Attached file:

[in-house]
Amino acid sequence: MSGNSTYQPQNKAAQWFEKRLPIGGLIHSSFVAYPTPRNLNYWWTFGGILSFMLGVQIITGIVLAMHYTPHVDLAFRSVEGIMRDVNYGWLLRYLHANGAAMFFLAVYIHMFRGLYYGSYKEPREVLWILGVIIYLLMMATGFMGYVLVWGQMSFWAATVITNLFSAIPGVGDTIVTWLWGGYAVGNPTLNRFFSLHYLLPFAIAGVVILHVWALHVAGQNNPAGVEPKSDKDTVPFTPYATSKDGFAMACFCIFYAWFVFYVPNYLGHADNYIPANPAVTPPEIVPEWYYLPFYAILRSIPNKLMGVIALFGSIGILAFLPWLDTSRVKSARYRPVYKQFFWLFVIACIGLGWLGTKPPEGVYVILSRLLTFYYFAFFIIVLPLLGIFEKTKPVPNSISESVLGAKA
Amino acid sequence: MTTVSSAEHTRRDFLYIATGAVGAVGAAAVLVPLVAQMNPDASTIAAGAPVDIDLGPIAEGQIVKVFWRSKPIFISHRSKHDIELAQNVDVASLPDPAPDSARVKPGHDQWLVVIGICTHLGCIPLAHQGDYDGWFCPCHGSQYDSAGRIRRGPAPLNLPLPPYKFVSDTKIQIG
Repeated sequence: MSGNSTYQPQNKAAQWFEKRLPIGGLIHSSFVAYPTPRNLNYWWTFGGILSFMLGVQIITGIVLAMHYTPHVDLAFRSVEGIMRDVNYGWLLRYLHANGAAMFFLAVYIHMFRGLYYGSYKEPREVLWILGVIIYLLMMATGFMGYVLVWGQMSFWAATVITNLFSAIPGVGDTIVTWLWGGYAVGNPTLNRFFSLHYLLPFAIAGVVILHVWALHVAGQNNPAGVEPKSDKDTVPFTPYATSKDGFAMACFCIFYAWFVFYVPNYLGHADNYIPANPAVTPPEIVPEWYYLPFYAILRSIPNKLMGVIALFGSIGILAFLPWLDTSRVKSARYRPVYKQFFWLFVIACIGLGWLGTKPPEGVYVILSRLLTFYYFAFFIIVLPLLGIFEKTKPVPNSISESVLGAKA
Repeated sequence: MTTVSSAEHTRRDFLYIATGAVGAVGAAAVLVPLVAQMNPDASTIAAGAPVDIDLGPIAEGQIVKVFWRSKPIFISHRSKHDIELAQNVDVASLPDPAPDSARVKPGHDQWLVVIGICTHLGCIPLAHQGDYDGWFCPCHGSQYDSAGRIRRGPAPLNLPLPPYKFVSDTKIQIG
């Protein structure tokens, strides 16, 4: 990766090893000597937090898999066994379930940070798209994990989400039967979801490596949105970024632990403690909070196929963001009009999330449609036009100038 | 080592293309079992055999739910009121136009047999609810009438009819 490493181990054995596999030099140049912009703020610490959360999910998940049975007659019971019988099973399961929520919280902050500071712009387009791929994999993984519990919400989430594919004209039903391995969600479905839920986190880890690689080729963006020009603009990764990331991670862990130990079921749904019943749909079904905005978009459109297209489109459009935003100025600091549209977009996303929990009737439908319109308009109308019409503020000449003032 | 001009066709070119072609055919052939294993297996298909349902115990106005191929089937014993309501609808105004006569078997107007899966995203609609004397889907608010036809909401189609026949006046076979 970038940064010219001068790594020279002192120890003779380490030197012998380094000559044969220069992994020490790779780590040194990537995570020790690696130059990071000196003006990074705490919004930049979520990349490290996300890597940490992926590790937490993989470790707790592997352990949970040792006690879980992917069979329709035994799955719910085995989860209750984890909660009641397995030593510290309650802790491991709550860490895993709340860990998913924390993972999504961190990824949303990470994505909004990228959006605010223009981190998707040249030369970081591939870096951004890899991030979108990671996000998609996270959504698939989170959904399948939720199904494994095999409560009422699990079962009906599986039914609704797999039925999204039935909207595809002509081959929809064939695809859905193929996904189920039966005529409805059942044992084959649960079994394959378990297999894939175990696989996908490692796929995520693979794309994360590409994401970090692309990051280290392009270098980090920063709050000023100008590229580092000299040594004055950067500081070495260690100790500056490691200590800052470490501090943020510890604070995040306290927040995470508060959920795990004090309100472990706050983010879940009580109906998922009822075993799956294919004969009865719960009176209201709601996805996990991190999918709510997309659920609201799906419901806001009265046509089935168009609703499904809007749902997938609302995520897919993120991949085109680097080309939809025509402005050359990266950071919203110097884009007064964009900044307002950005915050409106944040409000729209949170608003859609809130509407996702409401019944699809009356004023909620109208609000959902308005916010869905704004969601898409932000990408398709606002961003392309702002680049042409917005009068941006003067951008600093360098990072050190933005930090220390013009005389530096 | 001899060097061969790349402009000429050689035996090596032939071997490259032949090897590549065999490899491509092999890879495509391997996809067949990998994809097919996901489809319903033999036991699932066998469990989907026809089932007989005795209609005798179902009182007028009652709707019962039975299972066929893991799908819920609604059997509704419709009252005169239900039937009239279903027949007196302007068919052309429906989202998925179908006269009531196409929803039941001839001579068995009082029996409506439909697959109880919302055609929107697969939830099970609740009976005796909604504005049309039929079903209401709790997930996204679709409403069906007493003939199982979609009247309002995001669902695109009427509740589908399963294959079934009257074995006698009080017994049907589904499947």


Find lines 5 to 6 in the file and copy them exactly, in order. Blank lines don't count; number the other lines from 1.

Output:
Repeated sequence: MTTVSSAEHTRRDFLYIATGAVGAVGAAAVLVPLVAQMNPDASTIAAGAPVDIDLGPIAEGQIVKVFWRSKPIFISHRSKHDIELAQNVDVASLPDPAPDSARVKPGHDQWLVVIGICTHLGCIPLAHQGDYDGWFCPCHGSQYDSAGRIRRGPAPLNLPLPPYKFVSDTKIQIG
């Protein structure tokens, strides 16, 4: 990766090893000597937090898999066994379930940070798209994990989400039967979801490596949105970024632990403690909070196929963001009009999330449609036009100038 | 080592293309079992055999739910009121136009047999609810009438009819 490493181990054995596999030099140049912009703020610490959360999910998940049975007659019971019988099973399961929520919280902050500071712009387009791929994999993984519990919400989430594919004209039903391995969600479905839920986190880890690689080729963006020009603009990764990331991670862990130990079921749904019943749909079904905005978009459109297209489109459009935003100025600091549209977009996303929990009737439908319109308009109308019409503020000449003032 | 001009066709070119072609055919052939294993297996298909349902115990106005191929089937014993309501609808105004006569078997107007899966995203609609004397889907608010036809909401189609026949006046076979 970038940064010219001068790594020279002192120890003779380490030197012998380094000559044969220069992994020490790779780590040194990537995570020790690696130059990071000196003006990074705490919004930049979520990349490290996300890597940490992926590790937490993989470790707790592997352990949970040792006690879980992917069979329709035994799955719910085995989860209750984890909660009641397995030593510290309650802790491991709550860490895993709340860990998913924390993972999504961190990824949303990470994505909004990228959006605010223009981190998707040249030369970081591939870096951004890899991030979108990671996000998609996270959504698939989170959904399948939720199904494994095999409560009422699990079962009906599986039914609704797999039925999204039935909207595809002509081959929809064939695809859905193929996904189920039966005529409805059942044992084959649960079994394959378990297999894939175990696989996908490692796929995520693979794309994360590409994401970090692309990051280290392009270098980090920063709050000023100008590229580092000299040594004055950067500081070495260690100790500056490691200590800052470490501090943020510890604070995040306290927040995470508060959920795990004090309100472990706050983010879940009580109906998922009822075993799956294919004969009865719960009176209201709601996805996990991190999918709510997309659920609201799906419901806001009265046509089935168009609703499904809007749902997938609302995520897919993120991949085109680097080309939809025509402005050359990266950071919203110097884009007064964009900044307002950005915050409106944040409000729209949170608003859609809130509407996702409401019944699809009356004023909620109208609000959902308005916010869905704004969601898409932000990408398709606002961003392309702002680049042409917005009068941006003067951008600093360098990072050190933005930090220390013009005389530096 | 001899060097061969790349402009000429050689035996090596032939071997490259032949090897590549065999490899491509092999890879495509391997996809067949990998994809097919996901489809319903033999036991699932066998469990989907026809089932007989005795209609005798179902009182007028009652709707019962039975299972066929893991799908819920609604059997509704419709009252005169239900039937009239279903027949007196302007068919052309429906989202998925179908006269009531196409929803039941001839001579068995009082029996409506439909697959109880919302055609929107697969939830099970609740009976005796909604504005049309039929079903209401709790997930996204679709409403069906007493003939199982979609009247309002995001669902695109009427509740589908399963294959079934009257074995006698009080017994049907589904499947």